JAPAN CUTS 2021: ‘Wife of a Spy’ Is an Intriguing Drama Set in WWII

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Wife of a Spy - But Why Tho

Kiyoshi Kurosawa‘s career has had ups and downs, but always variety: ghost dramas, psychological thrillers, alien invasion, and even French fantasy, so his new project Wife of a Spy is definitely an attention-grabber: a historical spy drama with old school overtones.

The film is set in 1940. World War II rages and Japan has just joined the Axis. Yusaku Fukuhara (Issey Takahashi) has a great life. He is a successful merchant, lives in a mansion, has a good relationship with his wife Satoko (Aoi Yû), and even has the luxury of making movies as a hobby. And if something goes wrong, his childhood friend and police officer Taiji (Masahiro Higashide) can help him get out of trouble. However, the pressures of war begin to transform the lives of this couple.

When Yusaku returns from a trip to Manchuria with his nephew Fumio (Ryôto Bandô), Satoko immediately realizes that something has changed. Her husband is more alert and clearly keeping secrets. Things get worse when a young woman associated with Yusaku turns up dead. Espionage? Betrayal of Japan? Infidelity? Satoko suspects the worst and starts investigating.

The story proposes a meditation on the role of justice in an authoritarian environment. Is it worth sacrificing peace of mind to seek justice? This question pushes and shapes Satoko’s arc, who goes from calmness to living under constant doubt. If her husband is a spy, what should she do? The pressures of fascism around her as well as Taiji’s possible love interest in her only create more uncertainties and eventually, a twist that ends up being the emotional peak of the film.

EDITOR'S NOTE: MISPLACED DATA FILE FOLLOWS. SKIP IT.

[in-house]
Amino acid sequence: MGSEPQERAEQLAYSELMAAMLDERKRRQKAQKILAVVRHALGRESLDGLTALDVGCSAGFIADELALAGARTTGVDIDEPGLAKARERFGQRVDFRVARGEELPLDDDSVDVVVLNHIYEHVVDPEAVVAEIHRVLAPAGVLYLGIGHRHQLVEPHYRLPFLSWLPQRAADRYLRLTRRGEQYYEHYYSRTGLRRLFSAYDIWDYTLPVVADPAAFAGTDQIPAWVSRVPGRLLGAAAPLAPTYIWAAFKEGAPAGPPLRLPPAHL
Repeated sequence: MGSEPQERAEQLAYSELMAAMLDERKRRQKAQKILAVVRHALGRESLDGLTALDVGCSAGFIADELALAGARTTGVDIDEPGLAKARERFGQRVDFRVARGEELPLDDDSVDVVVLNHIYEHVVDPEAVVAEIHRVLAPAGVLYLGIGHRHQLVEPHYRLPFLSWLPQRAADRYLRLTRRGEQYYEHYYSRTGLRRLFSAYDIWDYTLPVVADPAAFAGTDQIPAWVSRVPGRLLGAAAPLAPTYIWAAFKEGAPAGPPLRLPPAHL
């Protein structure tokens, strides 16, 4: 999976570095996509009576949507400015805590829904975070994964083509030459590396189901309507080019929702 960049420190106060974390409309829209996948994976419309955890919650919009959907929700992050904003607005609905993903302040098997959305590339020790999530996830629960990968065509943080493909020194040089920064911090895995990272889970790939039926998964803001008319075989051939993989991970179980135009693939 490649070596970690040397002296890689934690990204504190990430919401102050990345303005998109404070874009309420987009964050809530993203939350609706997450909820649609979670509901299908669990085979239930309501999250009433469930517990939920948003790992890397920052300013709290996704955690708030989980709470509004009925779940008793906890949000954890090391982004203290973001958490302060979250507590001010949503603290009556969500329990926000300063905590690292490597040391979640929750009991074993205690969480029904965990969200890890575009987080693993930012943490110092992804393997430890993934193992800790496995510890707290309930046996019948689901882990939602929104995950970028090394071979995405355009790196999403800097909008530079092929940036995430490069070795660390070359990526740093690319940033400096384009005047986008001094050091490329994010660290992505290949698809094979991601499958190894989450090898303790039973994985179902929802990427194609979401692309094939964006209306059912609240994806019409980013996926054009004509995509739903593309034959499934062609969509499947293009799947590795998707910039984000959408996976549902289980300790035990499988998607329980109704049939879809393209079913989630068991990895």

But as Satoko tries to decide which man to trust, Yusaku seems willing to sacrifice everything no matter what happens to his beloved, leading to a rift in their relationship. The crisis wanders between the fight for justice and the need to understand the impetus to obtain it. Kurosawa never goes for the melodramatic route thanks to a sharp script and the help of strong performances from Issey Takahashi and Aoi Yû.

Kurosawa presents an atmosphere of intrigue and uncertainty; at times a gloomy feeling takes hold of the story as if the fate of the protagonists was sealed. The military presence, the hostile attitude of Taiji, and the repudiation of all Western elements make clear what is at stake: the danger is palpable.

The film conjures up old-school spy stories with relative success, but by settling into conventionality, the film loses gas. Also, the impetuous actions of some characters become additional distractions. When Kurosawa finally gives full prominence to Satoko, the story gets back on track and uses the romantic arc to create a light and effective emotional connection used to potentiate the impact of the final twist.

Wife of a Spy culminates with a look at a devastated world, both inside and outside the head of its protagonist. The psychological horror was always present, only Kurosawa took his time to develop it and expose it in a tragic way.

“Wife of a Spy” won the Silver Lion in the 2020 Venice Film Festival and is part of Japan Cuts 2021, where it will have an In-Person screening on Friday, August 27, 7 PM.

Wife of a Spy
  • 7/10
    Rating - 7/10
7/10

TL;DR

Wife of a Spy culminates with a look at a devastated world, both inside and outside the head of its protagonist. The psychological horror was always present, only Kurosawa took his time to develop it and expose it in a tragic way.